Every now and then a game manages to push all the right buttons. With Boss Monster, those buttons just happen to be up-down-up-down-left-right-left-right-A-B-B-A, because this tabletop card game is an invincible blend of dungeon-building, attack your neighbor hijinx, and 8-bit nostalgia.

Boss Monster, by Brotherwise Games (which is actually two brothers, Johnny and Chris O'Neil), puts each player into the role of the monster at the end of your typical video game level. Heroes are lining up at the local tavern to come attack you, so your job is to build out your dungeon until it's a hero-gnawing engine of death. If you don't, the heroes will navigate through the dungeon and wound you. The winner is the first player to kill ten heroes, but if you're wounded five times, you're out of the game.

Each turn, heroes file out of the hero deck into the tavern. Then the players add a room card to their dungeons. This is a fairly straightforward process – there are monster rooms and trap rooms, and then there are advanced monster and trap rooms that get played later, on top of an existing room. Your dungeon is a linear place, but you can play new rooms on top of old rooms, and when the newer room gets destroyed, the old room beneath is revealed and becomes part of the dungeon again. There are some clever combos that let you get benefits from destroying your own rooms while setting up new room combos below. Sometimes room placement matters, and you can often gain benefits from manipulating which specific room a hero dies in. There's really an amazing amount of depth in a seemingly simple game mechanic.

As a hero passes through your dungeon, he or she takes damage in each room. Heroes have hit points, and if they make it through the final room of your dungeon without losing all their hit points, they'll wound you. In the late game, Epic Heroes show up. They have many more hit points and deal two wounds (but are worth two "souls" toward victory).


Dungeon rooms also have treasure types in them, each of which attracts a certain type of hero. So for instance, if a bunch of wizards show up in the tavern and your dungeon has the most book treasure icons, all those wizards are coming at you. Early in the game, when your dungeon is a work in progress, this can be terrible. Later the game becomes something of a competition among the players to attract the most heroes (inevitably doomed, the lot of them).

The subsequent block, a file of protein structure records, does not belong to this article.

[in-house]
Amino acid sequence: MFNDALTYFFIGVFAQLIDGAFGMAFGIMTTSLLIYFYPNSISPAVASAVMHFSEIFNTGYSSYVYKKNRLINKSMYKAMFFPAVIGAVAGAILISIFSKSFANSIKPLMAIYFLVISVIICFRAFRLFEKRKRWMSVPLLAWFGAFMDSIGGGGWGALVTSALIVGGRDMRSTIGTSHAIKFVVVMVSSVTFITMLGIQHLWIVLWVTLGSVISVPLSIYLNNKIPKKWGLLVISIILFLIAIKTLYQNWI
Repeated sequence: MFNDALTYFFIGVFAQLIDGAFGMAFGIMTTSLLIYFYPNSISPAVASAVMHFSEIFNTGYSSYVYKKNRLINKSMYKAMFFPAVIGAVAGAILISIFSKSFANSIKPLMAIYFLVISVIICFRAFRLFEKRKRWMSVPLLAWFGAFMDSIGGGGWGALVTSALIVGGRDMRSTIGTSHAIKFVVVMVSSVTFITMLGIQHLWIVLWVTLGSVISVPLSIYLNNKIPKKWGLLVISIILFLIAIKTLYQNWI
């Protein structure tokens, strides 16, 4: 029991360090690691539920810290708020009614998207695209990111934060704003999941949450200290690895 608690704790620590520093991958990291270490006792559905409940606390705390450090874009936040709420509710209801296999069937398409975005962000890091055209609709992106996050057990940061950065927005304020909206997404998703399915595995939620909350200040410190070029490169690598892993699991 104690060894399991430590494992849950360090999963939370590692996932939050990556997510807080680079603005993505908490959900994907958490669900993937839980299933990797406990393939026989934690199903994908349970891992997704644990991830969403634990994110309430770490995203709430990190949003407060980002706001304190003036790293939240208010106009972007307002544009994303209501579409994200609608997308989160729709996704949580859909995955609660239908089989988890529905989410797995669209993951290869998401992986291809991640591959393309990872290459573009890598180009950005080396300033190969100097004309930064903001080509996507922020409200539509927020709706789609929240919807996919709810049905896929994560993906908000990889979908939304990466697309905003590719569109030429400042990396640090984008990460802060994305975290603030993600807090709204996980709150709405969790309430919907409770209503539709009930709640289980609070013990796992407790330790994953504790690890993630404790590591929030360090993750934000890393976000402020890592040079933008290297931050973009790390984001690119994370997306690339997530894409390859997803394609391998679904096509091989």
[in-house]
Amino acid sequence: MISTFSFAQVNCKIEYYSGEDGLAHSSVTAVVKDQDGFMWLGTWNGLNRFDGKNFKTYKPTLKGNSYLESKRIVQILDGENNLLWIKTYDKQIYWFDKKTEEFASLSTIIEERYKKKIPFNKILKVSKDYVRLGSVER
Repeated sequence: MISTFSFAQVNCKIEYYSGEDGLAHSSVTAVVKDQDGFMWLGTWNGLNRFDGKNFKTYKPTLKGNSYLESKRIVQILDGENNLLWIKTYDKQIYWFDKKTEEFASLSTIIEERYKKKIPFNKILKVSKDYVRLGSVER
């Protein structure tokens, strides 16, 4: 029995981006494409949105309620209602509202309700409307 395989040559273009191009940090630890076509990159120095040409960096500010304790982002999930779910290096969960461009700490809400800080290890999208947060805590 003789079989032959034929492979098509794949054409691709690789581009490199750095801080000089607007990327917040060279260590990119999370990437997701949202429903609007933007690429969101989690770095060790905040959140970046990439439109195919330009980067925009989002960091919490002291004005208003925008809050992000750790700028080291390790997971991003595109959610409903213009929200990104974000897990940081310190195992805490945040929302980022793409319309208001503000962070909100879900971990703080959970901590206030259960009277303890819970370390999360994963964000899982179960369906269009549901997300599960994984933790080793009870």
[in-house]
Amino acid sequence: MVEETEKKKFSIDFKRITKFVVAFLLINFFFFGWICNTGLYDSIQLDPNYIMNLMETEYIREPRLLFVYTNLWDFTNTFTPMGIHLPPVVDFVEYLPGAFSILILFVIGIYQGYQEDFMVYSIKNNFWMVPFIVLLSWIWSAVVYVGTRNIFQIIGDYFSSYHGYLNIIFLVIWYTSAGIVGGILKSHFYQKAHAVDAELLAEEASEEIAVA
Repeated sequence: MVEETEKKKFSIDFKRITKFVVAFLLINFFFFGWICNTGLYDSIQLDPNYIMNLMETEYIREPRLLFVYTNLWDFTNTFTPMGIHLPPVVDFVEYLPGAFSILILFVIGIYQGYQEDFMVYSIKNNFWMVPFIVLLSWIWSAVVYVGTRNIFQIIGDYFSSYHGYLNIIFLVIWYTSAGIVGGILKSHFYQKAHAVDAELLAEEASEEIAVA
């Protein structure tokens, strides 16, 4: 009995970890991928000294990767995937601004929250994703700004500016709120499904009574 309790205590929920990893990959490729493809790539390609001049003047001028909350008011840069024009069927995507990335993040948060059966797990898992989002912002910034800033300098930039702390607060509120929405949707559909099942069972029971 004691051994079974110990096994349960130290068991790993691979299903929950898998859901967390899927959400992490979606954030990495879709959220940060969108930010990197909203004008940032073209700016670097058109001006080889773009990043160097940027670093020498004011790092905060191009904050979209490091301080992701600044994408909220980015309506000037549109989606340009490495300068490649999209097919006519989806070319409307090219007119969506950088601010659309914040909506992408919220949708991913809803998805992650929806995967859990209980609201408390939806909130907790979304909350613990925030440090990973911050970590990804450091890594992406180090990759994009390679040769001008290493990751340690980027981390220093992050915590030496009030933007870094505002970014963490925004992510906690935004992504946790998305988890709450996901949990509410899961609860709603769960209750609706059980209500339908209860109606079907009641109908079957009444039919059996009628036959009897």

To keep things interesting, there are also spell cards. These are action cards that let you boost your own dungeon at a crucial moment, recover discarded cards or destroyed rooms, or most importantly, screw with your opponents. You can deactivate their dungeon rooms, make the heroes they're fighting get tougher, or make them discard cards. There's no honor among boss monsters.


Speaking of boss monsters, each one has a special level up ability. When you hit five rooms, the max for your dungeon (you can continue to build on top of existing rooms at that point), your boss monster's ability triggers.This might let you play an advanced room, recover two cards from the discard, or some other beneficial effect.

All this makes for a great game, but on top of that, Boss Monster nails the Nintendo video game aesthetic perfectly. As your dungeon grows, it looks in every way like a lost level from Castlevania or Ghosts n Goblins, or a dungeon from Zelda 2. I'm not particularly nostalgic for those old games, despite playing them to death at the time, but even I dug up a collection of classic video game music to listen to while we play. And we've played this game a ton in just a few weeks, with both our serious gamer friends and gaming newbies (everyone in my age group has a little of that Nintendo nostalgia). It works fine with two players, and scales up to four very nicely.


An expansion pack, Tools of the Hero Kind, adds magic items to the heroes' arsenal, giving them special abilities that can wreak havoc on your carefully planned dungeon. But if you kill a hero holding an item, you can then use that item's special ability against your foes. I personally would love to see a new batch of heroes with built-in special abilities, but the items definitely add some fun variation to the game.

Boss Monster 2 is already in the works, with an estimated release in the 1st quarter of 2015. In the meantime, Brotherwise is Kickstarting an Android/iOS version of Boss Monster.